Statewide Builders of a Pro-Life Texas

Adopted brothers with Down syndrome run successful business

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Malachi, 12, and Elijah, 11, are brothers who are changing the way people see disability. The two boys, both of whom were adopted by Erin and Josh Horton, have Down syndrome. Because of their potential developmental delays and the stigma that still surrounds their condition, their mom says they wanted to ensure the boys learned real-world skills to set them up for success. With this goal, the family, who live in Poplar Grove, Illinois, launched Two Fresh Brothers, which sells homemade car air fresheners called “freshies.”

Erin told a local news program that featured the family’s story, “We’ve always wanted the kids to have their own business. We thought it would be a great opportunity to learn skills not taught in a classroom.” Lessons in hard work and paydays came early, as the freshies have sold out quickly after the launch of each sale on the Two Fresh Brothers Facebook page. Their mom said, “I remember when we told Elijah he had a paycheck and that people bought what he made, he wanted a Cheesy Beef from Arby’s. That was his jam.”

On the business’s Facebook page, Horton has shared updates about the launch of the freshies business and the work the boys do. She wrote in one post, “The boys did an amazing job with the tasks they were given and made huge gains towards being able to do some of the processes independently. The skills they are learning will open so many doors for them in the future. So thank you again for supporting our small business, in doing so you are creating opportunity.” The boys help with everything from weighing and measuring, adding scent, signing thank you notes to customers, and addressing and shipping their packages. Gradually, they are each learning to do more aspects of the work without assistance, developing skills that will serve them well in the work force, whatever the boys decide to do.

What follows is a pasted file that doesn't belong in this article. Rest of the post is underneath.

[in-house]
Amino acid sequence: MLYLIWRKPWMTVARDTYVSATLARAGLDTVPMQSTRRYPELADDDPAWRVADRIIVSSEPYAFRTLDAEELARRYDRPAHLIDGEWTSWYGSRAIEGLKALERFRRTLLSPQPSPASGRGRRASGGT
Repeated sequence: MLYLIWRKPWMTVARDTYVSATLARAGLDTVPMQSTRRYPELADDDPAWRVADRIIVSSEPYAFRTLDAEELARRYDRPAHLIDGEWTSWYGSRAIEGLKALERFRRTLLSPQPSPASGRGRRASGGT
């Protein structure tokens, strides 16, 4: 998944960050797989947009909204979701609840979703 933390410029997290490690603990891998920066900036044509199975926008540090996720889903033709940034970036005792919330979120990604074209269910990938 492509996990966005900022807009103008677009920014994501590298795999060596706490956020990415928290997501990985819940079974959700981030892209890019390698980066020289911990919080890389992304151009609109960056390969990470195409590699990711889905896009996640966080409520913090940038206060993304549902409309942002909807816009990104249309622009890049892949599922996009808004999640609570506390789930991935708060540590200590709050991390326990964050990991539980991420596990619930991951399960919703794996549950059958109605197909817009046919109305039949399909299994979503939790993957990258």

In her closing thoughts on the news segment about her sons, Erin said, “You work so hard…you pour everything into what they’re doing, and to see them doing things on their own, it’s a pat on the back.” She added, “We want them to have the choice to do what they want. They may do things different, but they’re normal human beings who want to be loved, to be liked and have fun.”

When Erin shared the news story with the Two Fresh Brothers social media following, she wrote, “We are so thankful to have an opportunity to share a little bit of our heart and why we believe so strongly in the boys and their ability to make their own choices and create the lives they desire. We refuse to allow them to be defined by their diagnosis or the stereotypes that come with it.”

Despite the many success stories of people with Down syndrome, babies who are diagnosed prenatally with Down syndrome are still targeted for death by abortion. This ongoing, lethal discrimination has led to nations that have attempted to kill every single child with Down syndrome, sending the message that people who are different are not welcome.  

For many parents facing a Down syndrome diagnosis, there is often little hope offered. Misguided doctors often provide worst case scenario predictions and paint a grim picture that does not resemble what life is really like with Down syndrome for so many. More importantly, these predictions ignore the child whose life is at stake. The unique child, who has the Right to Life, is not made less human by a genetic condition. 

Malachi and Elijah’s story of learning to run a business from their dining room table is a powerful tool for changing the culture. Beyond the job skills and independence they are gaining, they are showing the world what is possible when people with a disability are given a chance. Instead of being killed violently in the womb, these boys were adopted into a loving family and are growing to their full potential.

Malachi and Elijah should not be the exception. Every child with a potential disability deserves the Right to Life. That is why Texas Right to Life is spearheading efforts to pass the Preborn NonDiscrimination Act (PreNDA). Every child deserves protection in the womb.

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